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Berrien County Board of Commissioners still torn on fate of road commission

ST. JOSEPH, Mich. -- A regular board meeting on Thursday turned into a lengthy debate about whether or not the county should go through with taking over the county road commission.

It’s a story ABC57 has been following for weeks.

Most recently, the board drafted a resolution that outlined what a potential takeover of the road commission would look like.

The road commission has struggled with leadership problems throughout the last year.

But at Thursday’s meeting – even though the road commission was not listed on the agenda – the topic was brought up by several residents.

Some of the commenters focused on the potential re-hiring of Louis Csokasy – the former road commission manager who stepped down last spring.

Berrien County Administrator Bill Wolf is leaning toward asking Csokasy to oversee the transition of a takeover, if the board votes in favor of it.

“Louis’s part of the problem,” said one resident. “You want to put him back in.”

“You guys are paid by public tax dollars,” another resident said, addressing the board. “You guys are voted in by the public. I think there’s going to be a big backlash on this whole thing.”

Within minutes, the road commission became the focus of the meeting.

And soon after that, it became clear the commissioners seemed quite confused about what options they had on the table.

“If we dissolve the road commission, do we then, in essence, become the acting road commission, by title?” asked commissioner Teri Freehling. “And apply all of the acts related to road commission activity to the board of commissioners? And I don’t feel like I have a solid answer on that.”

“The urgency to define the ‘how’ comes immediately with the ‘what,’” said commissioner Bill Chickering.

“Something needs to be done immediately,” said commissioner Ezra Scott. “And I don’t know how to do that.”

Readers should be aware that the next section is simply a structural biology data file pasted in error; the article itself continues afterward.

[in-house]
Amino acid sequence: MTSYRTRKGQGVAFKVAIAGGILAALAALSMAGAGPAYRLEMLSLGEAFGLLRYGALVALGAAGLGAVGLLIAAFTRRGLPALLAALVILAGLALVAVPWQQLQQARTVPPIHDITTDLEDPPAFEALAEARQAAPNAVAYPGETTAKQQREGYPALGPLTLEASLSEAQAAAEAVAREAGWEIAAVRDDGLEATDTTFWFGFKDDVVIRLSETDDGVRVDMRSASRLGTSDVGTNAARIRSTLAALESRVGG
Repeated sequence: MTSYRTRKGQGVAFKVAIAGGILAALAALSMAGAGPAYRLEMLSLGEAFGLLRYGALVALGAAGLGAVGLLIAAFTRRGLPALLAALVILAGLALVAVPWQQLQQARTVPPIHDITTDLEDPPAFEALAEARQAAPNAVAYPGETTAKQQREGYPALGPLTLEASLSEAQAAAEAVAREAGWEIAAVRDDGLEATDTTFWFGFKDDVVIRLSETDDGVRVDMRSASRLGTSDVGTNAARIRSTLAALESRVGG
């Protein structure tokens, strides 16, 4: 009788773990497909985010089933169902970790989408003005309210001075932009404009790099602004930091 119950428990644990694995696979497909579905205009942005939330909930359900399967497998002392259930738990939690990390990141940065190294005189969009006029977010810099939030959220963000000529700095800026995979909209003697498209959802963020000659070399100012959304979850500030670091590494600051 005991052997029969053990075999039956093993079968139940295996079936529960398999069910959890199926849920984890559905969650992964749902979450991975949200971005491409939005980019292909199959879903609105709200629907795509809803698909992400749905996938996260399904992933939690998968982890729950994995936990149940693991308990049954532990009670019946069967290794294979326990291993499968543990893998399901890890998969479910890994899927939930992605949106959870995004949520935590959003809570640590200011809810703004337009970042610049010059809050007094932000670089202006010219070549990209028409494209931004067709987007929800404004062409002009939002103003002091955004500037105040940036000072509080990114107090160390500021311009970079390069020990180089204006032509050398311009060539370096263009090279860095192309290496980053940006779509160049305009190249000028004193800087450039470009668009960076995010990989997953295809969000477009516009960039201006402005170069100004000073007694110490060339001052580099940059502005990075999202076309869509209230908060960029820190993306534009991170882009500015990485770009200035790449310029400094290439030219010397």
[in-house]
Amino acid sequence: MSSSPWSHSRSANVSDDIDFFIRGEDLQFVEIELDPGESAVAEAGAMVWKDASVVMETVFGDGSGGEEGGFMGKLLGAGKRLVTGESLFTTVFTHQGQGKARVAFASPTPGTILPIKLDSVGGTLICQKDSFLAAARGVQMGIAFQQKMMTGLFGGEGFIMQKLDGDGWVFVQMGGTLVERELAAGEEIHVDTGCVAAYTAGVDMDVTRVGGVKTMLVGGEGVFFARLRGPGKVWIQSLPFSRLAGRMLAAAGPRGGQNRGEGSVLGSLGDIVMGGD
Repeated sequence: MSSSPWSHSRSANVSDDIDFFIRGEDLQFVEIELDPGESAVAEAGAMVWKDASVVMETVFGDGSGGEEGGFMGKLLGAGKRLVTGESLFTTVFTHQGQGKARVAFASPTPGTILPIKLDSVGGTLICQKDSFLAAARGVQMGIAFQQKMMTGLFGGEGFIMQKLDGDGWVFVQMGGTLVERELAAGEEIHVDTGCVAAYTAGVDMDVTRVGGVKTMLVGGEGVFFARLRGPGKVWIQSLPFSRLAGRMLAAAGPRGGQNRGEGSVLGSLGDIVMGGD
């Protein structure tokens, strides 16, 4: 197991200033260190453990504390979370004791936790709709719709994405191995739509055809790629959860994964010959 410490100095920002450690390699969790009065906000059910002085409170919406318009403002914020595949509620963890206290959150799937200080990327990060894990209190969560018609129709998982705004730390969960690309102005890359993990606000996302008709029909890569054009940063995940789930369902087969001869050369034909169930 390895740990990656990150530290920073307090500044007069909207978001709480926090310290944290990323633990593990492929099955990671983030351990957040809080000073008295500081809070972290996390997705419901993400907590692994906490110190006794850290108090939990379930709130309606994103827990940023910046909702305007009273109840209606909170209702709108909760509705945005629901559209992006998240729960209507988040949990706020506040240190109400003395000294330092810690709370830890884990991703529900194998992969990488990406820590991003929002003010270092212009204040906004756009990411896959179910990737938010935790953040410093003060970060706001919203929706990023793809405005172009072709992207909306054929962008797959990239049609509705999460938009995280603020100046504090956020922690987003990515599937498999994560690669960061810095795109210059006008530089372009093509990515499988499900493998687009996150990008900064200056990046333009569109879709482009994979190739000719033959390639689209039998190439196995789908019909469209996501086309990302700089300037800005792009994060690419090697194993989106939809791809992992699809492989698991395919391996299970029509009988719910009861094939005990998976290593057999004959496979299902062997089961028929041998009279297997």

“We’ve never really hand-selected a department head, in my experience, and I wouldn’t want to start doing that now,” said commissioner R. McKinley Elliott.

Wolf has said Csokasy is the only man for the job right now, mainly because he’s held similar positions before and Wolf thinks he can be trusted to oversee a smooth transition.

“I don’t know right now if that individual will even take the job with the environment that has been created,” Wolf said. “I don’t know. But I will tell you that if he doesn’t, we have a real problem because there is no plan B. There is no other scenario.”

But some commissioners questioned whether Wolf is overstepping his boundaries as county administrator.

There were several tense exchanges about that topic during Thursday’s meeting.

Where it gets confusing is this: Wolf, as county administrator, has the right to appoint an interim head of the road commission if the county decides to take it over.

But a lot of the commissioners don’t like the idea of Csokasy coming back because they say their constituents weren’t happy with him the first time.

Nothing was voted on Thursday, but the commissioners did agree to let Wolf draft a revised resolution that they’ll look at next Thursday.

If this revised draft gets passed, Wolf would then have up to one year to search for a permanent manager of what would become the Berrien County Road Department.

The county commissioners would then vote to approve that new hire.

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